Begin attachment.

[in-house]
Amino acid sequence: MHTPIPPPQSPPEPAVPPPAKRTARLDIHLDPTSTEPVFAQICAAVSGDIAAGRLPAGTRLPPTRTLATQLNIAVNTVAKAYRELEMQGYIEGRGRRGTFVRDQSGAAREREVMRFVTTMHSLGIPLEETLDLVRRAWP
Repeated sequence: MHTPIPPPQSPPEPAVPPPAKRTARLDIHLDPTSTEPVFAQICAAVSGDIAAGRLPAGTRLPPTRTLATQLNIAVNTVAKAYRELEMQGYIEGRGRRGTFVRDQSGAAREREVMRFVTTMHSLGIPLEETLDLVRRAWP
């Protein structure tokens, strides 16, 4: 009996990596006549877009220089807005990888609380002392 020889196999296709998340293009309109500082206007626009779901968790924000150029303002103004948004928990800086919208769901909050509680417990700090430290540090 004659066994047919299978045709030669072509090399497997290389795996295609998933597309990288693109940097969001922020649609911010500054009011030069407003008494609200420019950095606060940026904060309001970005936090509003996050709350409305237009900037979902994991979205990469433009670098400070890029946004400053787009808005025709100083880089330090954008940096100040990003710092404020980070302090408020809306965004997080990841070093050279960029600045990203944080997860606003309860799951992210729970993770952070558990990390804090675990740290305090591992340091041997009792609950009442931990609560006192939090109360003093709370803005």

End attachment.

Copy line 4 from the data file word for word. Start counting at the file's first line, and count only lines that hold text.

């Protein structure tokens, strides 16, 4: 009996990596006549877009220089807005990888609380002392 020889196999296709998340293009309109500082206007626009779901968790924000150029303002103004948004928990800086919208769901909050509680417990700090430290540090 004659066994047919299978045709030669072509090399497997290389795996295609998933597309990288693109940097969001922020649609911010500054009011030069407003008494609200420019950095606060940026904060309001970005936090509003996050709350409305237009900037979902994991979205990469433009670098400070890029946004400053787009808005025709100083880089330090954008940096100040990003710092404020980070302090408020809306965004997080990841070093050279960029600045990203944080997860606003309860799951992210729970993770952070558990990390804090675990740290305090591992340091041997009792609950009442931990609560006192939090109360003093709370803005």